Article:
How Honey Bees do Without Males

How Honey Bees do Without Males

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An isolated population of honey bees, the Cape bees, living in South Africa has evolved a strategy to reproduce without males. A research team from Uppsala University has sequenced the entire genomes of a sample of Cape bees and compared them with other populations of honey bees to find out the genetic mechanisms behind their asexual reproduction.

Most animals reproduce sexually, which means that both males and females are required for the species to survive. Normally, the honey bee is no exception to this rule: the female queen bee produces new offspring by laying eggs that have been fertilised by sperm from male drones. However, one isolated population of honey bees living in the southern Cape of Africa has evolved a strategy to do without males.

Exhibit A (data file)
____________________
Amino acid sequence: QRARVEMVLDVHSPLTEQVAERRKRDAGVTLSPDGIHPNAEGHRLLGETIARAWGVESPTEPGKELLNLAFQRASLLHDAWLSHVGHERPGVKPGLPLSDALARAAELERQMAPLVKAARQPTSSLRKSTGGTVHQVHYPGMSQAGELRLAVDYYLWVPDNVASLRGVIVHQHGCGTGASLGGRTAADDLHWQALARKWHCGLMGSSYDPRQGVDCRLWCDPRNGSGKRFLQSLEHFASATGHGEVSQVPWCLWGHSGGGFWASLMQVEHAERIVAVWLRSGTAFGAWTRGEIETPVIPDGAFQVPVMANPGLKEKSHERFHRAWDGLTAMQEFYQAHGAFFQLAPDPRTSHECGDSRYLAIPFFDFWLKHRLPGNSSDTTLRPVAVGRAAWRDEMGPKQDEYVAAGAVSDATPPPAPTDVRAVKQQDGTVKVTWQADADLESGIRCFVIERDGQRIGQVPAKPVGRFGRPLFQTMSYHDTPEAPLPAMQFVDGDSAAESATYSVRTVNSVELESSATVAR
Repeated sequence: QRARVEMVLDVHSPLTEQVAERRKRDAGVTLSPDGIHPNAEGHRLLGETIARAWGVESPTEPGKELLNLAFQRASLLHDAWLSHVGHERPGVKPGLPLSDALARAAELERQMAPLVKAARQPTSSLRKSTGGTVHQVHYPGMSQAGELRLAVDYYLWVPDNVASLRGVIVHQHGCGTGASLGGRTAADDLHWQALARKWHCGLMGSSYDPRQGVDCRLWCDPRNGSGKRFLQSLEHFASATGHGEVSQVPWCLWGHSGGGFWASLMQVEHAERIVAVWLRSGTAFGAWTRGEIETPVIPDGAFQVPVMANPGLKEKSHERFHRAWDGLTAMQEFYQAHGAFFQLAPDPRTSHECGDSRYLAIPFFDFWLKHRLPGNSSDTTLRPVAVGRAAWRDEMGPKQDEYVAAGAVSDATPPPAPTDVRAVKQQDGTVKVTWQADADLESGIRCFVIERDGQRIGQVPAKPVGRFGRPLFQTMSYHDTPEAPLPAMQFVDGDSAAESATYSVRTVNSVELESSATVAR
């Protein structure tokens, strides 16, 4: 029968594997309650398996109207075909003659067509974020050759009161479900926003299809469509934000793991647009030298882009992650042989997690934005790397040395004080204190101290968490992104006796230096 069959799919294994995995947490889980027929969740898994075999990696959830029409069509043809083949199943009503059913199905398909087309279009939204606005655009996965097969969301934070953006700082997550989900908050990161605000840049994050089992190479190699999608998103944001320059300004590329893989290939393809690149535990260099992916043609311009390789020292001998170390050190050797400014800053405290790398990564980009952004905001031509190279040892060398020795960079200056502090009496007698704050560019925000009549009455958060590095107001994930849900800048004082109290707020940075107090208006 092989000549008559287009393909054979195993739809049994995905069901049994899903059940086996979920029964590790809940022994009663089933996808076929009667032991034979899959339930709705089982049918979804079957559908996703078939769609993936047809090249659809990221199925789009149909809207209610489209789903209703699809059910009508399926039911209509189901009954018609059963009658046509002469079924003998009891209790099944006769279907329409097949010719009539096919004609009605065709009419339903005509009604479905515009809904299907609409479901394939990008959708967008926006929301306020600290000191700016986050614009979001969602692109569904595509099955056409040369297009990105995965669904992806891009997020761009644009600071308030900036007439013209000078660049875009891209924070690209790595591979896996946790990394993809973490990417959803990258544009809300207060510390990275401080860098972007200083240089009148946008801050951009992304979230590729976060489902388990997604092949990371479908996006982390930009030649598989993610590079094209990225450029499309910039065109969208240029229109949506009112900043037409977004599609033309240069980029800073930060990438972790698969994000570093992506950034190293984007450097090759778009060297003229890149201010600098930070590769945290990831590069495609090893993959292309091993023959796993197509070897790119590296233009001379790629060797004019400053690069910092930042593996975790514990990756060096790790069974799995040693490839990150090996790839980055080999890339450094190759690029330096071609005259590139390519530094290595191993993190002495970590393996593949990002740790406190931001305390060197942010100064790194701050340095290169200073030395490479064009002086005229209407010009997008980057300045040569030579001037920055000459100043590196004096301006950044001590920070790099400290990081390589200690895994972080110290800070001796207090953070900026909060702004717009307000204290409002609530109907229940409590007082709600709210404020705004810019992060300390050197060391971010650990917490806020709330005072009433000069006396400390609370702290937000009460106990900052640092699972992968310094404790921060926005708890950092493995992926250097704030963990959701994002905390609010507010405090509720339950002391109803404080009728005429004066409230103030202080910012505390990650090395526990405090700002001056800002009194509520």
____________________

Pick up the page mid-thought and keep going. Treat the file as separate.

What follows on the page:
In the Cape bee, female worker bees are able to reproduce asexually: they lay eggs that are essentially fertilised by their own DNA, which develop into new worker bees. Such bees are also able to invade the nests of other bees and continue to reproduce in this fashion, eventually taking over the foreign nests, a behaviour called social parasitism.

The explanation for this unique behaviour is unknown, however a research team from UU has come closer to uncovering the genetic mechanisms behind it. The team sequenced the entire genomes of a sample of Cape bees and compared them with other populations of honey bees that reproduce normally. They found striking differences at several genes, which can explain both the abnormal type of egg production that leads to reproduction without males, and the unique social parasitism behaviour.

‘The question of why this population of honey bees in South Africa has evolved to reproduce asexually is still a mystery. But understanding the genes involved brings us closer to understanding it. This study will help us to understand how genes control biological processes like cell division and behaviour. Furthermore understanding why populations sometimes reproduce asexually may help us to understand the evolutionary advantage of sex, which is a major conundrum for evolutionary biologists, says Matthew Webster’, researcher at the Department of Medical Biochemistry and Microbiology at Uppsala University.

17th Jun 2016 Mike Allsopp

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